I recommend that the next time you plan a new unit, pull this article out and let it guide you through each aspect of your planning. If you are a coach or new-teacher mentor, share it with your colleague and think through the steps with them.

I sure wish I’d had a mentor teacher who walked me through my first units the year I started teaching. I hope this article provides some of that guidance so that you (or your mentees) can become part of the forest instead of being lost in it.

Which aspect of this framework is already a strength in your practice?

References

Krashen, S. (1981). Second Language Acquisition and Second Language Learning. Oxford Press.

Hattie, J. (2012). Visible learning for teachers: Maximizing impact on learning. Routledge.

Motley, N. (2016). Talk, read, talk, write (2nd edition). Canter Press.

Swan, K., Lee, J., & Grant, S. G. (2018). Inquiry design model: Building inquiries in Social Studies. National Council for the Social Studies and C3 Teachers.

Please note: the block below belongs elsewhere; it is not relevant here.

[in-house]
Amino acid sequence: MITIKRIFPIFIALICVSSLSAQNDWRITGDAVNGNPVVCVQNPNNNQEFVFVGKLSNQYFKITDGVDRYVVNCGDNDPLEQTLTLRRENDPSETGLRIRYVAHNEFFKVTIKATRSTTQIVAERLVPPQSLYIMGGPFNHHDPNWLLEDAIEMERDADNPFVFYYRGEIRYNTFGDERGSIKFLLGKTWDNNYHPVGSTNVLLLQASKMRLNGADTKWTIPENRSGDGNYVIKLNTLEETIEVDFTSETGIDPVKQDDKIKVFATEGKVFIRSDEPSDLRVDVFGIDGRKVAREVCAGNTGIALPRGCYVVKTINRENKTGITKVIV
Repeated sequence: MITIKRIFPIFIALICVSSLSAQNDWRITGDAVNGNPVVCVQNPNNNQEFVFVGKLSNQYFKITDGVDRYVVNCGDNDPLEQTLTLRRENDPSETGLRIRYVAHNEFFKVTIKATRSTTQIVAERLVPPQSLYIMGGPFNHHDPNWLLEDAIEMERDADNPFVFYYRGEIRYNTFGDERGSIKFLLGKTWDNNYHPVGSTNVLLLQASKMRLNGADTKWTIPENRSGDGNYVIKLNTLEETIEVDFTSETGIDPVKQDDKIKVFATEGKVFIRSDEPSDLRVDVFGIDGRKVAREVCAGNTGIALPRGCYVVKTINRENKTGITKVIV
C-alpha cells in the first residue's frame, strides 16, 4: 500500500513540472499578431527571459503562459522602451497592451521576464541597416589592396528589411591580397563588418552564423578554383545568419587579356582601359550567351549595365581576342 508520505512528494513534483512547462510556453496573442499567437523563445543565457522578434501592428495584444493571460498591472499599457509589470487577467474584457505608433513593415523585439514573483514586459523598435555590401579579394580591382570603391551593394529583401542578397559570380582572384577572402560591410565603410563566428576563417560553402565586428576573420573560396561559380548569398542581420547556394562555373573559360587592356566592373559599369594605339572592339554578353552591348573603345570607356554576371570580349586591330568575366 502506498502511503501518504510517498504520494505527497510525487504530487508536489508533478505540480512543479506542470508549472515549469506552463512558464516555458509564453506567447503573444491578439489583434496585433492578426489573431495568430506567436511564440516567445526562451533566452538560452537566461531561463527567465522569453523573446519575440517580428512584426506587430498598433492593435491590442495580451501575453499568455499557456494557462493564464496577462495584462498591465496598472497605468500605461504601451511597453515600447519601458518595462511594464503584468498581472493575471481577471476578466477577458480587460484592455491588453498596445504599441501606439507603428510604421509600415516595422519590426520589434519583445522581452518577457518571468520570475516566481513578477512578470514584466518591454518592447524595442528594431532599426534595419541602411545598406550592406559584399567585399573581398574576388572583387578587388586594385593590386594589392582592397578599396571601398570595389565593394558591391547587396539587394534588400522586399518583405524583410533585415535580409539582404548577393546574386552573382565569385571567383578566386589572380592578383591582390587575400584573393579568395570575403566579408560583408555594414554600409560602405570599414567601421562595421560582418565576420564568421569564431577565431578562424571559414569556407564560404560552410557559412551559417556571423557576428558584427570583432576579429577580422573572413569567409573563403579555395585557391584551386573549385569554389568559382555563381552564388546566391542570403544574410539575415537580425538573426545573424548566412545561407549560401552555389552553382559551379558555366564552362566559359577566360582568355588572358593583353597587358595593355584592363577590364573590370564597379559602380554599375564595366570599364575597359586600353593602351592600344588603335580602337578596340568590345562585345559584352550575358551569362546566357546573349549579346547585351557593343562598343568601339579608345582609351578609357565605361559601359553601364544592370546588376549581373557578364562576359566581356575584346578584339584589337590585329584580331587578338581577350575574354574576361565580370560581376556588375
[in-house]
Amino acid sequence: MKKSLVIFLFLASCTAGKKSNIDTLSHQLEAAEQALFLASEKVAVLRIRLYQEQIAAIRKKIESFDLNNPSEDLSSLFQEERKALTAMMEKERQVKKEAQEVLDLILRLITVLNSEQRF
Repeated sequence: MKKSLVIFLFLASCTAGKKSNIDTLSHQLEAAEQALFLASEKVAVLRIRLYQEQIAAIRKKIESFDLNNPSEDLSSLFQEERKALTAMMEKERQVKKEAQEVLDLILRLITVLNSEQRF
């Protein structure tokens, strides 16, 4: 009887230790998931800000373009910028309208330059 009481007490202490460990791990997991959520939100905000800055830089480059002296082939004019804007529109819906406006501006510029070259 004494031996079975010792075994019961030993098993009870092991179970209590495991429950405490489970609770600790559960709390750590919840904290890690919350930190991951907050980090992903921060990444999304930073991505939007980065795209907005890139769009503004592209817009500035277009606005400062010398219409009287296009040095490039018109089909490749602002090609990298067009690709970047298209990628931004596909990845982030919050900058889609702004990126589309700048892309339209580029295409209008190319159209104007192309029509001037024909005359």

Tomlinson, C. A. (2017). How to differentiate instruction in academically diverse classrooms (3rd edition). Association for Supervision and Curriculum Development.

Wiggins, G. P., & McTighe, J. (2005). Understanding by Design (2nd ed.). Association for Supervision and Curriculum Development.

Zwiers, J. (2014). Building academic language: Meeting Common Core Standards across disciplines, Grades 5-12 (2nd edition). Jossey-Bass.

Tan Huynh

Tan Huynh (@TanKHuynh) is a career teacher, consultant, and author specializing in language acquisition and literacy development. Tan has taught students from 5th to 10th grade in public, private, charter, and international schools. He has served as a language specialist and is currently a secondary social studies teacher. Tan shares teaching strategies on his blog, podcast, and online courses with the hopes of celebrating teachers who answer the call to serve multilingual learners. You can learn more about his work by going to TanKHuynh.com.